With a pressing need to address the issue of energy security, India has tried various options. History is evident of the success rate of India’s attempts to attain a self-reliable state in energy, especially the power sector. Though the long lull in the power sector was broken by the reforms during early 2000s which included among many path breaking measures, the 2003 Electricity Act, it has clearly slipped to another slumber over the last few years, losing all the momentum it had gained then. A nuclear treaty that is yet to result in a big scale, a coal linkage system that has failed the thermal power sector and a hydro sector paralyzed-by-policy have ensured the targets of power addition slip each day.

Of the above three major sources of power generation, it is only in hydropower that the nation can achieve a sustained self-reliability. Also, a healthy power sector would ideally have the thermal to hydro generation ratio as 60:40 while it is as bad as 80:20, on date. Despite being recognized widely as the most economical source of power, hydro has only slipped year after year in its contribution to overall power generation.The historical setback in the hydro power sector for India after being a pioneer in generation in the region has many reasons. Specifically, the continual attention to revive the sector over the next eight to ten years must be focused in these directions:

1]Policy issues

2] Finance and regulatory issues

3] Technical issues

1] Policy issues

The saga of hydropower allocation in the last ten years is very similar to that of 2G spectrum allocation – random. Thousands of megawatts have been allocated to players newly born or totally inexperienced. Most of these projects have been snatched away from the expert developers like NHPC, NEEPCO etc. and handed over to certain private players at throw-away prices who are sitting on them without an effort to develop.

Differences between the power ministry and the ministry of environment and forests have ensured the clearance of projects are long delayed and in many cases, cancelled or not provided at all. There is also multiplicity of examination of same issues at different levels across the ministries, panels, tribunals and committees. These hurdles put the project’s prospects in dim light, even before it is started.

  • Procedural reforms: Transparent bidding and awarding procedures at both centre and state level – expertiseand prior experience must be mandatory to get a project awarded. Single window redressal and clearance of projects must be followed with a clear mandate to speedy clearances and completely eliminating the duplicity of clearances. Specific timeline to award all statutory and non-statutory clearancesto a project at both central and state-levels – say 150-180 days – mustbe fixed.Specific timeline for the concessionaire to initiate, execute and commission the project must also be decided; Participation of local authorities till the public issues are addressed, relief and rehabilitation ensured and stronger monitoring mechanism during the entire development stage must be mandatory.Small and micro hydropower projects are rightly classified under renewable sources while medium and large projects are excluded from the umbrella which is illogical. It is highly pertinent to bring all hydropower projects under the ambit of renewable source of energy generation.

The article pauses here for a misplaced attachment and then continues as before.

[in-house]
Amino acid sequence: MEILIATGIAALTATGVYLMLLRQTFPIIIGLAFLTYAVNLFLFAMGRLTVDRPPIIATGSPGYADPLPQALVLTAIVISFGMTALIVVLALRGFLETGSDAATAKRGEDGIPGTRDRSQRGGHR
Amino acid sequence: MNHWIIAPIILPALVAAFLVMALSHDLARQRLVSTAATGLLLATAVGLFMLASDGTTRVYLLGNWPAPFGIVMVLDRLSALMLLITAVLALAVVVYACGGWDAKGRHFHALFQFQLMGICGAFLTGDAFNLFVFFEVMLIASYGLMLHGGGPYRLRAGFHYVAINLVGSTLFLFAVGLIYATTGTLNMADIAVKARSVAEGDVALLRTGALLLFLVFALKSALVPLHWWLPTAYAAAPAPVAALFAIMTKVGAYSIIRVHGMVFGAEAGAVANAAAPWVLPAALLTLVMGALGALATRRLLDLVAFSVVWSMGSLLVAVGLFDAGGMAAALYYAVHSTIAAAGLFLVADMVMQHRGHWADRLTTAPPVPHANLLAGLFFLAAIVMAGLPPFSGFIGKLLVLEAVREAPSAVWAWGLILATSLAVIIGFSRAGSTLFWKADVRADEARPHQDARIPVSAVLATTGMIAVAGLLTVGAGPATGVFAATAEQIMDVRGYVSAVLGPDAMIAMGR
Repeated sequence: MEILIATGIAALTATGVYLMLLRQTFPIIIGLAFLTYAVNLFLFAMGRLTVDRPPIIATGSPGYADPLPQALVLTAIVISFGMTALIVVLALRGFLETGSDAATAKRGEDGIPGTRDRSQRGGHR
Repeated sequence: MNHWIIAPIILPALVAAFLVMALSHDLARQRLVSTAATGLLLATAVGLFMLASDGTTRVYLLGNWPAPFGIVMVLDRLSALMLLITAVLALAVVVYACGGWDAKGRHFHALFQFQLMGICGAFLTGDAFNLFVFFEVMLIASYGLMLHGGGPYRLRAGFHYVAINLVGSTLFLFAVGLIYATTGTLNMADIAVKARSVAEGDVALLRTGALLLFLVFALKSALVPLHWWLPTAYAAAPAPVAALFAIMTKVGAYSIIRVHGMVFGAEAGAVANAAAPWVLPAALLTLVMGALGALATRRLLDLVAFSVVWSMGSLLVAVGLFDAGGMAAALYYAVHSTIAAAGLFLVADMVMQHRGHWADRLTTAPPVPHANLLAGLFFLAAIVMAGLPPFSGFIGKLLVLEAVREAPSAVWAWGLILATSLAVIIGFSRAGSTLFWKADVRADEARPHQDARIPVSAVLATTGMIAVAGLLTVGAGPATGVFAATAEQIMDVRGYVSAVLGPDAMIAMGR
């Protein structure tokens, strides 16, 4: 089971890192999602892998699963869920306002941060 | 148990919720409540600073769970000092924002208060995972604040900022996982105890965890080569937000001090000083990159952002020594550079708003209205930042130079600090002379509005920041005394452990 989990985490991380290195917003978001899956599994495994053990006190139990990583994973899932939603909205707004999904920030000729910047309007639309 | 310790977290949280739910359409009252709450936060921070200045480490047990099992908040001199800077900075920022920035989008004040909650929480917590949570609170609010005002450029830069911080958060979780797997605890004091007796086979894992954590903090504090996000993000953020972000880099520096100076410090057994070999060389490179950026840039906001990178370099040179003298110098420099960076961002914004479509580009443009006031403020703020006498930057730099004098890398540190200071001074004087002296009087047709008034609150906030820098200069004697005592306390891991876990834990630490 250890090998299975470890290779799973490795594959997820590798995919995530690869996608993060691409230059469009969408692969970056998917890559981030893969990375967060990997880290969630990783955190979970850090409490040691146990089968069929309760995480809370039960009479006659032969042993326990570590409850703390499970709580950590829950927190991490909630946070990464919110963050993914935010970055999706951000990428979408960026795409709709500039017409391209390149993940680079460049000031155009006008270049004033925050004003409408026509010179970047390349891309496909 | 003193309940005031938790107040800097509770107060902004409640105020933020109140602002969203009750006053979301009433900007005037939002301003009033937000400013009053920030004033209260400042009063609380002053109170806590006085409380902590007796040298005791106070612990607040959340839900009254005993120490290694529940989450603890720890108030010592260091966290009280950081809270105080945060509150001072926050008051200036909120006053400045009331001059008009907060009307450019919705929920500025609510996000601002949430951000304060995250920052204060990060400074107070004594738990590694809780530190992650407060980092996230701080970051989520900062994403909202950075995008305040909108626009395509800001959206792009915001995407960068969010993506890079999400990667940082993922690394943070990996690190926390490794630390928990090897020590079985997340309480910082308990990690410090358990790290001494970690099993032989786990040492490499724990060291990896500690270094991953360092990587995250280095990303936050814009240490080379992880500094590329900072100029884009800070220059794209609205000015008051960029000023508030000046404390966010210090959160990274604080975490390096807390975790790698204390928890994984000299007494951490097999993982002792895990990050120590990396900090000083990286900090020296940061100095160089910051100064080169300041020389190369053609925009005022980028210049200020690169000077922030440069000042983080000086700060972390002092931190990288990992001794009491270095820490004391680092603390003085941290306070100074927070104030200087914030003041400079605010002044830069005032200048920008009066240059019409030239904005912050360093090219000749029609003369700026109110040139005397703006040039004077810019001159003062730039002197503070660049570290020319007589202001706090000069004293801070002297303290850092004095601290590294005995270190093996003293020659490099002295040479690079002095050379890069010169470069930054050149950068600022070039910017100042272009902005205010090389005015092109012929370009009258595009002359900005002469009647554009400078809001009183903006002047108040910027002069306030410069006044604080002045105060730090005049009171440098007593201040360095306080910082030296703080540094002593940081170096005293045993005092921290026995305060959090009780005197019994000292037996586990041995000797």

• Agency reforms: Public sector undertakings and commercial statutory bodies need to be restructured. NTPC which forayed into hydropower eight years ago is yet to generate a single unit of power out of the four major projects it is developing. While NHPC was exclusively mandated to develop hydropower, deviation in the focus by entering into thermal power to compete NTPC has affected the company’s prospects. Additionally, its chairman’s position is vacant since two years – the organisation lacks any direction. It is only an immediate requirement for both the developers to stick to their original mandate and build capacities within that. NHPC projects generally suffer from extra-ordinary long gestation periods – many stretching over a decade or two to get commissioned resulting in delayed generation, huge cost overruns and late profit realisation. The delayed preparatory phase prior to starting the execution of a project is the hallmark of NHPC which needs to be addressed. Also, NHPC, THDC, SJVNL and many such public companies are rich in expertise on the techno-management of hydropower projects. The same can be shared with private players even on a contractual basis. These companies must also be provided with the mandate of studying and creating repositories of potential hydropower projects, the geological and hydrological mappings and share it with the nodal authorities. BHEL currently sits on an unusually high order-book which will take more than five years to deliver. With this situation, most of the hydropower projects where it is responsible for supply and installation of machines are delayed. Disciplining BHEL with a categorical expansion plan is a possible long term solution along with easing of duties on imported machines by foreign companies to facilitate a healthy competition in the segment and allowing them to set up service centres at key locations as servicing and repair of machines is a big challenge that India is yet to address.